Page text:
Trustee de son tort duties and obligations
Remedying the position
Administrative versus dispositive powers


Becoming a trustee, or ceasing to act in that capacity, is a process familiar to all professionals in the offshore trust industry. It is vital that the process is carried out in a manner which is consistent with the interests of the beneficiaries and complies with the relevant mechanism for the retirement and appointment of trustees. Those mechanics can be found either in the trust instrument itself or, if the trust instrument is silent and governed by Jersey law, in article 17 of the Trusts (Jersey) Law 1984 (the Trusts Law). The dangers of getting the procedure wrong are exacerbated when the appointment of a new trustee is carried out in-house and there is no third party to review the procedure. If a trustee acts without being properly appointed for a long period of time, it may well mean that history will have to repeat itself to remedy the position.

Trustee de son tort duties and obligations

Where a person intermeddles with the affairs of a duly constituted trust, taking it upon themselves to act as if they were a trustee, they may be liable as if they were a trustee.(1) A person in these circumstances has no title to the trust property but is often called a "trustee de son tort",(2) a "de facto trustee" or even a "constructive trustee" (though only in the sense of giving rise to personal liability).(3) Broadly, a trustee de son tort is someone who acts in the administration of trusts without having been properly appointed as a trustee and, in certain circumstances, can be placed in a similar position to a trustee who has been duly appointed. Indeed, it is accepted under Jersey law that a trustee de son tort closely resembles an express trustee.(4)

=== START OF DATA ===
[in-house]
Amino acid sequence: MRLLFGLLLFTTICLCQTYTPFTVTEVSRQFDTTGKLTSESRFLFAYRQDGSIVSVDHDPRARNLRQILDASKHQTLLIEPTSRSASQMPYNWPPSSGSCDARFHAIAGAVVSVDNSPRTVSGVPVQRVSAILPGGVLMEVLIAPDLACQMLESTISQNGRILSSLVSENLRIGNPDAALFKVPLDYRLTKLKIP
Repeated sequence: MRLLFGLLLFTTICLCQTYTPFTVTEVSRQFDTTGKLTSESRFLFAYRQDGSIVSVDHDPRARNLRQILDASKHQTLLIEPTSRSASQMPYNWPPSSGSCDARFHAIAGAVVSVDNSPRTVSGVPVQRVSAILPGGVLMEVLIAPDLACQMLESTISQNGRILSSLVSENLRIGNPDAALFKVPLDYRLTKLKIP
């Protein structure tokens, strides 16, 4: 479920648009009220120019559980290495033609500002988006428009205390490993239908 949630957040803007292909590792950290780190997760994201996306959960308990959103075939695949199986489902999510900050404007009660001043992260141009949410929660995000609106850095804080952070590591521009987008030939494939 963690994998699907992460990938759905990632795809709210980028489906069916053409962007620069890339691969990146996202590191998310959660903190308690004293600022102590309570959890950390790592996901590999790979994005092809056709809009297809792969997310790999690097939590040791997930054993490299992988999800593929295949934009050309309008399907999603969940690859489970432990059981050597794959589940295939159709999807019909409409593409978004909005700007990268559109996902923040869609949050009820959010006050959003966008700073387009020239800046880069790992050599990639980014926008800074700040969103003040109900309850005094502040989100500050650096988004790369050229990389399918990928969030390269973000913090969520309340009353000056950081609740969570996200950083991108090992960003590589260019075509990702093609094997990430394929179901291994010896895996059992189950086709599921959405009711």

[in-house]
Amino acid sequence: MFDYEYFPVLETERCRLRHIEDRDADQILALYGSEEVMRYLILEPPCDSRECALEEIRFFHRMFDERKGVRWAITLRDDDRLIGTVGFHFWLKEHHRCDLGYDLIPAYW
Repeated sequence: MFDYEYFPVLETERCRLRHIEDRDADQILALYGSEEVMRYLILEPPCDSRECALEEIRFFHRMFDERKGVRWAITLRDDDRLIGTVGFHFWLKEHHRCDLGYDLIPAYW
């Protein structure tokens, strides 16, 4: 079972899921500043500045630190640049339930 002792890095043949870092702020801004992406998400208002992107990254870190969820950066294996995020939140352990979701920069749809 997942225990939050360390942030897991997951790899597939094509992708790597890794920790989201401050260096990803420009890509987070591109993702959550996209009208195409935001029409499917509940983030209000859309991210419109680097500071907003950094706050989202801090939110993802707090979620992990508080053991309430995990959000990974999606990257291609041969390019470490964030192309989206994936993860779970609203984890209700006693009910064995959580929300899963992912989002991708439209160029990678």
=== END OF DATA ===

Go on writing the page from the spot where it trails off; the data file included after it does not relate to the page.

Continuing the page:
Therefore, one would expect a trustee de son tort to be subject to the duties set out in article 21 of the Trusts Law. These are duties to act:

  • with due diligence;
  • as would a prudent person;
  • to the best of their ability and skill; and
  • subject to the terms of the trust to preserve and enhance the value of the trust fund.

A trustee de son tort, therefore, has duties to act with due diligence, as would a prudent person and to the best of their ability and skill in everything that they do with regard to the trust. These statutory duties apply at all times and cannot be contracted out of by the terms of the trust or otherwise.

There is also an overriding duty to act in the interests of the beneficiaries.

There is no actual statutory duty to diversify investments, but, subject to the terms of the trust, a trustee of a Jersey trust is required to preserve and enhance the value of the trust property so far as is reasonable. On the assumption that the best means of reasonably preserving and enhancing the value of investments is to include some diversification of investments (as was accepted by the English Court of Appeal in Nestle v National Westminster Bank),(5) it is generally accepted that some diversification of trust investments would ordinarily be expected of a trustee of a Jersey law trust (subject to the terms of the trust). Notably, article 21 of the Trusts Law refers to a trustee acting "to the best of his ability and skill". It would seem that these words were intended to import into Jersey law the English law principle which recognises that a higher level of skill will be expected from a person who holds themselves out as a professional trustee.